Geothermal HVAC Systems – The Basics

Geothermal HVAC systems, also called ground source heat pumps, are among the most energy efficient systems available. Depending on the situation, typical energy savings are from 25% to 70%.

These units have two efficiency ratings. The unit’s cooling efficiency is given as an EER (energy efficiency rating). In both cases, a higher number with the rating means the unit is more efficient.

According to the U.S. EPA, these systems have the lowest life cycle cost of any HVAC system. Although they usually cost more to install, they generally require less maintenance and repairs.

Depending on the local conditions, the time required to recover the installation expense can be pretty short. There are now systems that can mostly be home-owner installed. This can lower the installation costs considerably and make the systems more affordable.

While water to water geothermal systems do exist, combined forced-air heating and cooling units are the most common.

There are two main types, open loop and closed loop systems. Closed loop systems carry either water or a water/antifreeze mixture.

Open loop systems are commonly called “pump and dump” systems. They pump water from a well to the system then return it to another well or discharge it on the surface. They are not very common and many local codes do not allow this type.

Closed loop systems are the industry standard. These loop systems use a sealed water system where the water is used over and over instead of being dumped. There are three basic ways these systems are installed. The first way is a series of plastic pipes buried in trenches about four feet deep. This is called a horizontal loop system. It is an economical solution where sufficient land area is available.

In the vertical loop system, the pipes are buried in a series of holes drilled down around 200 feet. The holes are filled with a non-setting material. This ensures good heat transfer between the pipe and the ground. This method is usually more expensive to install due to the specialized drilling required. But, much less land area is required, so it is a more common solution in smaller cities and towns.

The last method involves submerging the loop system in a pond or lake. Usually the loops are placed on a rack and submerged.

The earth’s temperature at the depths of these loops stays relatively constant all year. In the U.S., it is about 45-55 degrees all year. In the warmer parts of the world, the temperature can be as high as 70 degrees. But even at that temperature, they can still provide superior cooling capacity.

The next part of the system is the actual heat pump. They work like a typical air source heat pump operating in 50-60 degree outdoor air (which is where an air source heat pump is usually most efficient). Unlike the air source heat pump, there is usually no equipment located outside the home. The main difference is that their heating and/or cooling capacity and efficiency do not change as much because the ground temperature is relatively constant.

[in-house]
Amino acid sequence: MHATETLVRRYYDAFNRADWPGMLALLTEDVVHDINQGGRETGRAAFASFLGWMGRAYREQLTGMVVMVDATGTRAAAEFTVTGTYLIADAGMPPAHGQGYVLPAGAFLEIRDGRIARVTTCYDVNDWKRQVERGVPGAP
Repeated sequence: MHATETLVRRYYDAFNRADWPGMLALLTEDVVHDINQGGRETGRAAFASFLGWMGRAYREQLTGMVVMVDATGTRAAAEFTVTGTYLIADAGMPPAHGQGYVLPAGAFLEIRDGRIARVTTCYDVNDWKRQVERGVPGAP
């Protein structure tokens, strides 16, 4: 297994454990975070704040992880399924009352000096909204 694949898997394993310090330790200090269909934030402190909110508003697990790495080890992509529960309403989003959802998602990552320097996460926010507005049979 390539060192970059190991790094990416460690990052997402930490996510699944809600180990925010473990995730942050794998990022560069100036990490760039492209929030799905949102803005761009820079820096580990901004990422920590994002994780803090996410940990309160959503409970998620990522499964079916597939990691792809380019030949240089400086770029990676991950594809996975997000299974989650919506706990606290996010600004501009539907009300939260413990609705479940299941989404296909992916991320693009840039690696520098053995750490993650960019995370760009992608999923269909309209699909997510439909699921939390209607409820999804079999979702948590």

The unit uses a reversing valve to change the direction of refrigerant flow. This determines whether heat is added or removed from the air in the home.

Most of the units can provide a good portion of the homes hot water requirements. This is accomplished by the addition of a heat exchanger that is referred to as a desuperheater. This is usually combined with a regular electric water heater. In these systems, hot water is only produced when the home requires heating or cooling.

There are two types of these units. The first type contains all the mechanical components required for the system. This is referred to as a package system.

The other type only contains the compressor and associated components. This is usually combined with a furnace or air handler. They are called split systems and are sometimes combined with a gas furnace and referred to as a hybrid heating system. This type is usually a lot more expensive to install but they offer more flexibility in design.

The latest innovation is a unit that replaces the old existing air source heat pump with a geothermal unit. It is designed to be placed outside where the old heat pump was located. The geothermal loop system is completely outside. Refrigerant lines run from the outdoor unit to a coil on the furnace/air handler. It uses many of the existing HVAC system components to minimize installation costs. One of the main advantages is that normally no changes are required to the existing electrical wiring.

There are many manufacturers of these units, which makes it hard to compare brands. We have performed the research and put the results in a simple format.

The final part of the forced air geothermal system is the duct system. This is similar to a conventional duct system, although the ducts are typically bigger.

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